Humans are the only animals known to develop Alzheimer’s disease, an age-related brain disorder that causes impaired cognitive functioning and other behavioral problems. Or at least, that’s what we thought. For the first time ever, researchers are claiming to have found signs of the disease in the brains of elderly…
Imagine that a doctor told you that your brain was slowly starting to self-destruct, that soon your once-healthy neurons would stop functioning, that you would lose all connection with reality, with the things and people that you loved. Then imagine that you found out that not only did that doctor make it all up, but…
Ronald Reagan was 69 years old at his inauguration as president in 1981, the oldest anyone had ever been on taking the office—a record that Donald Trump recently beat when he was inaugurated at age 70. Beset by concerns about his advanced age from the beginning, Reagan was diagnosed with Alzheimer’s disease after he…
Researchers from the University of Liverpool have shown that it’s possible to detect neurodegenerative disorders in famous artists by analyzing subtle changes in their brush strokes over time. The technique could eventually be used to flag Alzheimer’s and Parkinson’s in artists before they’re diagnosed.
Add this to the growing list of reasons to never go outside again: the human brain is apparently a sponge for toxic magnetic waste found in smog.
A new study suggests that compounds found in marijuana can stave off the brain damaging effects of Alzheimer’s disease. It’s a promising discovery, but claims that pot can prevent this age-related brain disorder are premature. Put the pipe away, man.
America is a leader in biomedical research and medicine, and much of the fiscal fuel behind that research comes from the government funding the National Institutes of Health (NIH) and the National Science Foundation (NSF). Sure, scientific funding impacts our ability to understand myriad health conditions and figure…
Back in September, researchers in the UK discovered that brain disorders such as Alzheimer’s may be transmissible through certain medical procedures. Skeptical scientists urged caution, but now a different set of autopsy results have shown the same thing.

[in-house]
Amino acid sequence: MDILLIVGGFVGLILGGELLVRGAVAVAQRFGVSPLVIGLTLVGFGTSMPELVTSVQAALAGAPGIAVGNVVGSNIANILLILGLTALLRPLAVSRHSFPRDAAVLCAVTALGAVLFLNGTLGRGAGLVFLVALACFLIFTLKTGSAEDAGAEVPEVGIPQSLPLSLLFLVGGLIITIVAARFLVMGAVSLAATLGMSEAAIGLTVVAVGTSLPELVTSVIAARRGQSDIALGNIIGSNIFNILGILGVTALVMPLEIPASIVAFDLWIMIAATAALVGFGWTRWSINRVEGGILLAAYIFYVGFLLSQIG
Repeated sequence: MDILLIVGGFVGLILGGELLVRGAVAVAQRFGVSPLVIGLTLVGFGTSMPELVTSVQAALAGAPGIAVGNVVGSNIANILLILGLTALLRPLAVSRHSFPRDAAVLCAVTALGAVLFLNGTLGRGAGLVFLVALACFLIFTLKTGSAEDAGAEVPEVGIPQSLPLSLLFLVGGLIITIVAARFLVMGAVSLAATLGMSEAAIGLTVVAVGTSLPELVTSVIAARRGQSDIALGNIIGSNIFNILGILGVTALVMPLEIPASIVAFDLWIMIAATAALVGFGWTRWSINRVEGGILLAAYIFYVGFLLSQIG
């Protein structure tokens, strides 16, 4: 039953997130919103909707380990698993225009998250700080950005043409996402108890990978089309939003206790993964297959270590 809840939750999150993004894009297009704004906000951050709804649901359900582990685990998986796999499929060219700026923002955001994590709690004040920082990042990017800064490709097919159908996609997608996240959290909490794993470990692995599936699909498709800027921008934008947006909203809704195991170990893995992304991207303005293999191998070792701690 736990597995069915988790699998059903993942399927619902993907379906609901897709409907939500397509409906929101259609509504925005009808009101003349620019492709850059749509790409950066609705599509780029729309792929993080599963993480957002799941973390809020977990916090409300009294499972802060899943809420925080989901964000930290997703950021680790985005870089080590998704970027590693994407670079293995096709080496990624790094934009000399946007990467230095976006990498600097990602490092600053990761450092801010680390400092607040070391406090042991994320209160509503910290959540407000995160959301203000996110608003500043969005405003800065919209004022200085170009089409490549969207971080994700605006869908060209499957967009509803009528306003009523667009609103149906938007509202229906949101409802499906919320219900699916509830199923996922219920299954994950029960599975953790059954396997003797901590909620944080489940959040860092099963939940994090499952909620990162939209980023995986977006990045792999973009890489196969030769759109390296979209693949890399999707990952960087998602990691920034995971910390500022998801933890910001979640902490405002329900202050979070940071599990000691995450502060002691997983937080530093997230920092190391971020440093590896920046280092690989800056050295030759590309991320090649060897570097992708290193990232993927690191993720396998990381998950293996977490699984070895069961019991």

Every year, more people over the age of 65 are suffering from dementia. Researchers are still searching for a cause, but a new study offers a fascinating possibility: some cases of Alzheimer’s may be linked to a simple brain fungus.
A new study indicates that patients in the beginning stages of Alzheimer's might be able to regain memories previously thought to be permanently destroyed. Find out where "memory" is stored, and how it might come back if it's lost.
Researchers from Genetech have developed a new way to deliver drugs across the blood-brain barrier. The new technique — not to be confused with another recent method — uses a double-sided antibody that targets enzymes of a harmful degenerative protein in monkeys. Delivering molecules in this way could assist in the…
Memory and reality collide in Where Do Lilacs Come From, a gorgeously shot, aching short film that attempts to see life from the perspective of an Alzheimer's sufferer as he tries to understand the world around him while his past constantly intrudes.
Current tests for Alzheimer's include expensive tests using brain PET or MRI imaging. But two studies have shown that a simple eye test can detect Alzheimer's accurately at very early stages—just by looking at subjects' retinas.
Scientists have developed a new blood test that can predict who will develop Alzheimer's disease a year after having mild memory problems—and it could be in clinical use within two years.
Yesterday, Seth Rogen testified before a Senate subcommittee, pleading for more awareness of and support for Alzheimer's research. It was — like most things Rogen does — endearing as hell. But unlike the characters Rogen typically plays, it was also brave, altruistic, and kind of badass.
Centuries after Shakespeare wrote about King Lear's symptoms, there's still no perfect way to care for sufferers of dementia and Alzheimer's. In the Netherlands, however, a radical idea is being tested: Self-contained "villages" where people with dementia shop, cook, and live together—safely.
Finding a cure for Alzheimer's disease has defied medical researchers for decades now, but a team of scientists just gave us new reason to hope. They've discovered a way to zap away the bad proteins that cause diseases like Alzheimer's, Parkinson's and Creutzfeldt-Jakob (a.k.a. mad cow) disease—with lasers.
Scientists have just discovered a chemical that prevents the death of brain tissue from neurodegenerative disease. The breakthrough is being called a "turning point" in the struggle to defeat a number of aged-related disorders, including Alzheimer's and Parkinson's.